knowledge of God and Nature:
Physics, Philosophy and Theology
Letter of Pope John Paul II
To the Reverend George V.
of the Vatican Observatory
"Grace to you and peace from God
our Father and the Lord Jesus Christ" (Eph. 1:2).
As you prepare to publish the
papers presented at the study week held at Castelgandolfo Sept. 21-26, 1987, I
take the occasion to express my gratitude to you and through you to all who
contributed to that important initiative. I am confident that the publication of
these papers will ensure that the fruits of that endeavour will be further
The 300th anniversary of the
publication of Newton's Philosophiae Naturalis Principia Mathematica
provided an appropriate occasion for the Holy See to sponsor a study week that
investigated the multiple relationships among theology, philosophy and the
natural sciences. The man so honored, Sir Isaac Newton, had himself devoted much
of his life to these same issues, and his reflections upon them can be found
throughout his major works, his unfinished manuscripts and his vast
correspondence. The publication of your own papers from this study week, taking
up again some of the same questions which this great genius explored, affords me
the opportunity to thank you for the efforts you devoted to a subject of such
paramount importance. The theme of your conference, "Our Knowledge of God and
Nature: Physics, Philosophy and Theology," is assuredly a crucial one for the
contemporary world. Because of its importance, I should like to address some
issues which the interactions among natural science, philosophy and theology
present to the Church and to human society in general.
The Church and the academy
engage one another as two very different but major institutions within human
civilization and world culture. We bear before God enormous responsibilities for
the human condition because historically we have had and continue to have a
major influence on the development of ideas and values and on the course of
human action. We both have histories stretching back over thousands of years:
the learned, academic community dating back to the origins of culture, to the
city and the library and the school, and the Church with her historical roots in
ancient Israel. We have come into contact often during these centuries,
sometimes in mutual support, at other times in those needless conflicts which
have marred both our histories. In your conference we met again, and it was
altogether fitting that as we approach the close of this millennium we initiated
a series of reflections together upon the world as we touch it and as it shapes
and challenges our actions.
So much of our world seems to be
in fragments, in disjointed pieces. So much of human life is passed in isolation
or in hostility. The division between rich nations and poor nations continues to
grow; the contrast between northern and southern regions of our planet becomes
ever more marked and intolerable. The antagonism between races and religions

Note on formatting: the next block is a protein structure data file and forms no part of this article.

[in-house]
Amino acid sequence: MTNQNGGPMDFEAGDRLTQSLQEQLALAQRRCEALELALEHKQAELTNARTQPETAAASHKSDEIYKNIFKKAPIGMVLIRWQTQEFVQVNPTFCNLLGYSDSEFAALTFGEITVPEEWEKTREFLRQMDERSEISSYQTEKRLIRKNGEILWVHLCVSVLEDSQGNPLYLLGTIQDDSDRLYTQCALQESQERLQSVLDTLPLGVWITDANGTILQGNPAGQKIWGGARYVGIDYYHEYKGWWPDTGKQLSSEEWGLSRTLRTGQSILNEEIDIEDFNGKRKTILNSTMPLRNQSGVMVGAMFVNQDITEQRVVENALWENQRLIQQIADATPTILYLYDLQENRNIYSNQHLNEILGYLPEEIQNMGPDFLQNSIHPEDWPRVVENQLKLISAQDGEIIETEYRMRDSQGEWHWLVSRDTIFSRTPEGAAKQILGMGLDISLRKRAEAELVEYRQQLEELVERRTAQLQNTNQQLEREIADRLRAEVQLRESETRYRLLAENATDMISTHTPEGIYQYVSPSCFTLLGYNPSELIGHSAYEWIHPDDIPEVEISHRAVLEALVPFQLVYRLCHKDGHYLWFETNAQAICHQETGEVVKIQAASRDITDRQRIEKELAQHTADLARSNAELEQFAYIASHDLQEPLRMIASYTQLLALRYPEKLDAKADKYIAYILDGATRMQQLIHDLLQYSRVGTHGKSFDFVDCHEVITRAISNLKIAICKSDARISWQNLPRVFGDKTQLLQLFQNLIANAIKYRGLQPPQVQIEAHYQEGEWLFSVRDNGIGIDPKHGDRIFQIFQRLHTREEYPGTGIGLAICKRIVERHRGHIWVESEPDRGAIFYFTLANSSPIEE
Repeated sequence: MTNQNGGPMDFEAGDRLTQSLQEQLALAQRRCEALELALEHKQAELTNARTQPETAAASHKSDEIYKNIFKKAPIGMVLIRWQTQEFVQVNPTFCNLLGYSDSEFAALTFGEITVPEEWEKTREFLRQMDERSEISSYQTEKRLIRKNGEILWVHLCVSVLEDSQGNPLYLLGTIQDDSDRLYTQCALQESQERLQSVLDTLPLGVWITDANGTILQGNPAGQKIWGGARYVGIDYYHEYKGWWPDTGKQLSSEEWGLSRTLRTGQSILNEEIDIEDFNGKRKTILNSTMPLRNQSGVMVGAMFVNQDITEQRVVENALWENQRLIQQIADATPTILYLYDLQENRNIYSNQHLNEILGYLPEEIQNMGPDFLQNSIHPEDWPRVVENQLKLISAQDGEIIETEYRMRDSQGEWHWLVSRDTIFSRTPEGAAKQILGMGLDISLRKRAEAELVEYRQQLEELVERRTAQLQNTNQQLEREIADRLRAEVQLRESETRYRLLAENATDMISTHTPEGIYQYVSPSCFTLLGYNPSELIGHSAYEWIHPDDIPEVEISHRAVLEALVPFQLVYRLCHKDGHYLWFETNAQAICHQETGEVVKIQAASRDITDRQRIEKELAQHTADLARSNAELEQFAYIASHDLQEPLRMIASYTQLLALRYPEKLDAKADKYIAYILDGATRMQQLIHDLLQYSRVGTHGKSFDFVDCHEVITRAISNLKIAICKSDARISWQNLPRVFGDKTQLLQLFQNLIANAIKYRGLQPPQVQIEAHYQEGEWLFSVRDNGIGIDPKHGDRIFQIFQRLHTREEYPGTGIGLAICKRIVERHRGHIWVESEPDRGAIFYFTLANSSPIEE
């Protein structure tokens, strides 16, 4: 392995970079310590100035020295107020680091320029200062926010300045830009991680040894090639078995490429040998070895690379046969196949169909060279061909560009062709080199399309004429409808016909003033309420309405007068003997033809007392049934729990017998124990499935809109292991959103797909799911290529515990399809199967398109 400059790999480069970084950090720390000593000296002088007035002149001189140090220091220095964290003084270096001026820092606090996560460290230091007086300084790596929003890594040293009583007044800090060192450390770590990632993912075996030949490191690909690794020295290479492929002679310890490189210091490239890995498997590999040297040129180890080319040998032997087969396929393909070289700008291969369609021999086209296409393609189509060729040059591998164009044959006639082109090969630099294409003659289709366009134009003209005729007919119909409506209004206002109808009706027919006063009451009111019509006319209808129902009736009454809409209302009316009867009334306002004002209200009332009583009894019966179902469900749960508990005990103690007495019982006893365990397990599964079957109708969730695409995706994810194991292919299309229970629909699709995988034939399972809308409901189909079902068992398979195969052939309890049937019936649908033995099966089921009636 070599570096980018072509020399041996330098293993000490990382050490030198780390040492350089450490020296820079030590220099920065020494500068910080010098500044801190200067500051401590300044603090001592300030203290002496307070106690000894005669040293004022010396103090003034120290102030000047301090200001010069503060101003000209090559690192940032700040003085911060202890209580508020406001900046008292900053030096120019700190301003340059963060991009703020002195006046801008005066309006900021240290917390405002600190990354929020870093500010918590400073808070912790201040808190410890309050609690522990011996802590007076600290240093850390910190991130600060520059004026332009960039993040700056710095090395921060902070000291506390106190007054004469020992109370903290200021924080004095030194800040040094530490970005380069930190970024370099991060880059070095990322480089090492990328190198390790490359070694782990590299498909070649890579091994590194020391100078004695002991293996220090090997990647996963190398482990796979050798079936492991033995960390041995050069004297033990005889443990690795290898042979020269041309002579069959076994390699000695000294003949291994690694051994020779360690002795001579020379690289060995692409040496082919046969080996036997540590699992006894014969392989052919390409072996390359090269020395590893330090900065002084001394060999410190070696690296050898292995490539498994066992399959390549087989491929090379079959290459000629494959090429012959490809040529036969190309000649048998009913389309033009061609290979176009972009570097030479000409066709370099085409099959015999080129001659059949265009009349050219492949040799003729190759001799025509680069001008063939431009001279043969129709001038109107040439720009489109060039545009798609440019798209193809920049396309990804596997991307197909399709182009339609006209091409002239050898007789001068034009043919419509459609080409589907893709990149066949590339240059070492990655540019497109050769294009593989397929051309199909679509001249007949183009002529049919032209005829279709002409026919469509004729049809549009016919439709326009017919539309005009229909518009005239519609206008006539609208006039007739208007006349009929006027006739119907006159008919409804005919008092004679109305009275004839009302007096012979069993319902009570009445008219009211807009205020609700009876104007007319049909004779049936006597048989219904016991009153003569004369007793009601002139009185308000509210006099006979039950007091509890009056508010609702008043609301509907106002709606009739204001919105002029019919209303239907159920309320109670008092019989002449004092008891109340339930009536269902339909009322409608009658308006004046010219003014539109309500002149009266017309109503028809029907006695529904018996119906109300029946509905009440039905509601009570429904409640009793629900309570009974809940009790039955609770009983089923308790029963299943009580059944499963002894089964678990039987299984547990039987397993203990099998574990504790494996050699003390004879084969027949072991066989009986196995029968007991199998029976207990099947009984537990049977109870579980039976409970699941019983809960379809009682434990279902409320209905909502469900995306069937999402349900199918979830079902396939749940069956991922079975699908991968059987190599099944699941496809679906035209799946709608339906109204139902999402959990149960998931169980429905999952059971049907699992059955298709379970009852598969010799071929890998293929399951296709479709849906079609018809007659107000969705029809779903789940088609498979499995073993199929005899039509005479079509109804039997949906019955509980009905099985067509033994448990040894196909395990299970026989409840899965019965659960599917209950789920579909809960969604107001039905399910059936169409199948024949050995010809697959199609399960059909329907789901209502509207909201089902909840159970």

splits countries into warring camps; historical animosities show no signs of
abating. Even within the academic community, the separation between truth and
values persists, and the isolation of their several cultures - scientific,
humanistic and religious- makes common discourse difficult if not at times
But at the same time we see in
large sectors of the human community a growing critical openness toward people
of different cultures and backgrounds, different competencies and viewpoints.
More and more frequently, people are seeking intellectual coherence and
collaboration, and are discovering values and experiences they have in common
even within their diversities. This openness, this dynamic interchange, is a
notable feature of the international scientific communities themselves and is
based on common interests, common goals and a common enterprise, along with a
deep awareness that the insight and attainments of one are often important for
the progress of the other. In a similar but more subtle way this has occurred
and is continuing to occur among more diverse groups - among the communities
that make up the Church and even between the scientific community and the Church
herself. This drive is essentially a movement toward the kind of unity which
resists homogenization and relishes diversity. Such community is determined by a
common meaning and by a shared understanding that evokes a sense of mutual
involvement. Two groups which may seem initially to have nothing in common can
begin to enter into community with one another by discovering a common goal, and
this in turn can lead to broader areas of shared understanding and concern.
As never before in her history,
the Church has entered into the movement for the union of all Christians,
fostering common study, prayer and discussions that "all may be one" (Jn.
17:20). She has attempted to rid herself of every vestige of anti-Semitism and